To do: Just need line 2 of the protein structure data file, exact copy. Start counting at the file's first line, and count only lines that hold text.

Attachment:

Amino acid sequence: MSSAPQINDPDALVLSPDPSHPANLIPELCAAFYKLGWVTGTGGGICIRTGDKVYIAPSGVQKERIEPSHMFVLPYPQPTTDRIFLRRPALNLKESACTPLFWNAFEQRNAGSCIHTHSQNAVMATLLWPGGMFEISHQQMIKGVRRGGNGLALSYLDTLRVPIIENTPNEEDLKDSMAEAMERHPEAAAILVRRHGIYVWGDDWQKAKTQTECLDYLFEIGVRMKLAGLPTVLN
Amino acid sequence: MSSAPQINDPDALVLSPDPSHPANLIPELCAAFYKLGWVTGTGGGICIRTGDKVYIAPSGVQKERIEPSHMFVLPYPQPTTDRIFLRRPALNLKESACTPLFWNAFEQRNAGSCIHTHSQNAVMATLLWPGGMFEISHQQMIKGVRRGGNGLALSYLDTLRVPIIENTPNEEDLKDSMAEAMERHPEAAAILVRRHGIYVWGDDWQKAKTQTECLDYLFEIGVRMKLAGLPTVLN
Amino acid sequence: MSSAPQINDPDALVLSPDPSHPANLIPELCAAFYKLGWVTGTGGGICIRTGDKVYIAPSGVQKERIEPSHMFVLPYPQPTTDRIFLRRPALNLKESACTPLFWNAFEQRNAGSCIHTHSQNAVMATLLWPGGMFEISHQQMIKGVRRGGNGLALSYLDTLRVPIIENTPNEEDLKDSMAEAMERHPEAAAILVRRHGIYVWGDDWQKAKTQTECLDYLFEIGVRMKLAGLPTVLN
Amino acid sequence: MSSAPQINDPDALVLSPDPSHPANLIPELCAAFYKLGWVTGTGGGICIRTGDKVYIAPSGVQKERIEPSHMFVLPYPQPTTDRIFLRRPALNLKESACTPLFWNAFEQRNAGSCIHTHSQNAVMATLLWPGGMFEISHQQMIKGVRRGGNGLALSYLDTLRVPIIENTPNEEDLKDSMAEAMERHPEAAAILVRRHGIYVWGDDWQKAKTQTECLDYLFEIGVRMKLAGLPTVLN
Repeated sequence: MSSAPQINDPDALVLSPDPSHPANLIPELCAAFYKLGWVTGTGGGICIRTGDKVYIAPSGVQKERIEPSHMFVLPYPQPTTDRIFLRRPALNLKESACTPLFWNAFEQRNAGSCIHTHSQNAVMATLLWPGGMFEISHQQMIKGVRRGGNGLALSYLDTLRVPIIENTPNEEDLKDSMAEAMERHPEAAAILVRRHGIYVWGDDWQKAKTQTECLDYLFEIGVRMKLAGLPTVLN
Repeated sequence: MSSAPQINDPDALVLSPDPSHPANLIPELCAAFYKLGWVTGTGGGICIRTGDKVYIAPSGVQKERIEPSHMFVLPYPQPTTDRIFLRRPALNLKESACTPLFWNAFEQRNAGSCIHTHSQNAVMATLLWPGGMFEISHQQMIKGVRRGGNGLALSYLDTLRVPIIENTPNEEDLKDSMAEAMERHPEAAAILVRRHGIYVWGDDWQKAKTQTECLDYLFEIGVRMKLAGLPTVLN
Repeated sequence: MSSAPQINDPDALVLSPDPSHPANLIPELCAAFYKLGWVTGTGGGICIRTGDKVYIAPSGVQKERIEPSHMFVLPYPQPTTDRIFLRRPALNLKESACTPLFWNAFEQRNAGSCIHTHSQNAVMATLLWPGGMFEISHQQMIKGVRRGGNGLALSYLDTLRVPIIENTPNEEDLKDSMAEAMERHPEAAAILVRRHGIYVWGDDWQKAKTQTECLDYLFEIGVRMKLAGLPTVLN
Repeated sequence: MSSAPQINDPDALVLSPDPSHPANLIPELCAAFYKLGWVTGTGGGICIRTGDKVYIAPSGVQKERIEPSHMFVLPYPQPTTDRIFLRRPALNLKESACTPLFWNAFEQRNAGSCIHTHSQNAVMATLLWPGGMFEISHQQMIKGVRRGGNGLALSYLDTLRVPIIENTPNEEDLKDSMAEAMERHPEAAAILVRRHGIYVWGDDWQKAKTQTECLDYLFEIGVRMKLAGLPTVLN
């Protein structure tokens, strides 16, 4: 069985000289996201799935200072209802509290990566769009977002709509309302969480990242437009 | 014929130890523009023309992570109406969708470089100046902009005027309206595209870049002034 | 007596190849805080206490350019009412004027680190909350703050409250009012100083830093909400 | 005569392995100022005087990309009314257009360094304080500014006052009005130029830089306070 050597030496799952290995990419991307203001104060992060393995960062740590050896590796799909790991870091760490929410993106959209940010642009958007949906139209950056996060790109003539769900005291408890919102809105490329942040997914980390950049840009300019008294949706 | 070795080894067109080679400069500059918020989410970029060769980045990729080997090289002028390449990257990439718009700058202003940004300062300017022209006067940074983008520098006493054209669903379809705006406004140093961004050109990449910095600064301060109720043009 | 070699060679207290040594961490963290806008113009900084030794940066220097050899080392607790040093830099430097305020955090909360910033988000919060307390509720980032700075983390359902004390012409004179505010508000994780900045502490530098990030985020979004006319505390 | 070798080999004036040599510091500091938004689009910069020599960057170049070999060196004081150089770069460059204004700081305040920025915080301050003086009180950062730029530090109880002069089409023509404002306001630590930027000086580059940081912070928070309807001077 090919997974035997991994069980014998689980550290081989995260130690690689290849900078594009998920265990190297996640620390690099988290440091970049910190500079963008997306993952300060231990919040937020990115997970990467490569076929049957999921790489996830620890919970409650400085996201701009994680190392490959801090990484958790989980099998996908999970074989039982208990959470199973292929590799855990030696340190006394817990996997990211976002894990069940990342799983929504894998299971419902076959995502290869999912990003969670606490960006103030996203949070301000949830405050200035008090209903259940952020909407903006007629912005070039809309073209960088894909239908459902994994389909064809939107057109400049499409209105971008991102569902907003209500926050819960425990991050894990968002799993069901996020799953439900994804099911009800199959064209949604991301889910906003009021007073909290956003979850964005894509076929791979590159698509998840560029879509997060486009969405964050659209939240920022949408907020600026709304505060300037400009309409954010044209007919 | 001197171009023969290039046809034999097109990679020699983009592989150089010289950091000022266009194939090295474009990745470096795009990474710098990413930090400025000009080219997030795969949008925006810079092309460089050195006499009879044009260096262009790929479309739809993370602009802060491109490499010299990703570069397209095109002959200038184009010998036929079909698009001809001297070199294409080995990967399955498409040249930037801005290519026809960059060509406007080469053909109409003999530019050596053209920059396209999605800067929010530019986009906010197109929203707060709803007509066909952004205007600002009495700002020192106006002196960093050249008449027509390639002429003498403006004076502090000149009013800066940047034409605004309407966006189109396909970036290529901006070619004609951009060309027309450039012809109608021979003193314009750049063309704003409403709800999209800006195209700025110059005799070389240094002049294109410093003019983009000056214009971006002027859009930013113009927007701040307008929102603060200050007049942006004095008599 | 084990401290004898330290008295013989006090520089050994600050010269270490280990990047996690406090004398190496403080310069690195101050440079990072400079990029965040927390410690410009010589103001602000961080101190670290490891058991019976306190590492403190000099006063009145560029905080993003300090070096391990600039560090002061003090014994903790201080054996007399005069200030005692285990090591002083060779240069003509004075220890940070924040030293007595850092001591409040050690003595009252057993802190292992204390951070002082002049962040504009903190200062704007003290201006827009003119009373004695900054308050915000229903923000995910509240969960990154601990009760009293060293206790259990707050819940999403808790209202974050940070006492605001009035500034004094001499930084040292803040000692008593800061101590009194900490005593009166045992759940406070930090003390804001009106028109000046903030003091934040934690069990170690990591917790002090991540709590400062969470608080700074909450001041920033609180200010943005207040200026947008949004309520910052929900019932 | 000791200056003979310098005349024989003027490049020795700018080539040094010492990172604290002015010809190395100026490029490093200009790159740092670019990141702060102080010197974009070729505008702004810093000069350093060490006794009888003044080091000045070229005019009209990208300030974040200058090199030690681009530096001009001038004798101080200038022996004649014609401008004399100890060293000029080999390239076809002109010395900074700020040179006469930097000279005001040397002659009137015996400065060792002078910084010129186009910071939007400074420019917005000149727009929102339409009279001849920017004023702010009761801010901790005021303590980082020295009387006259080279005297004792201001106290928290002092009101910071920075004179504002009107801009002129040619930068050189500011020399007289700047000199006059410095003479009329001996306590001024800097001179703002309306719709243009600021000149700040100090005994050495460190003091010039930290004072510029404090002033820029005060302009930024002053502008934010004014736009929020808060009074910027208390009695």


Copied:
Amino acid sequence: MSSAPQINDPDALVLSPDPSHPANLIPELCAAFYKLGWVTGTGGGICIRTGDKVYIAPSGVQKERIEPSHMFVLPYPQPTTDRIFLRRPALNLKESACTPLFWNAFEQRNAGSCIHTHSQNAVMATLLWPGGMFEISHQQMIKGVRRGGNGLALSYLDTLRVPIIENTPNEEDLKDSMAEAMERHPEAAAILVRRHGIYVWGDDWQKAKTQTECLDYLFEIGVRMKLAGLPTVLN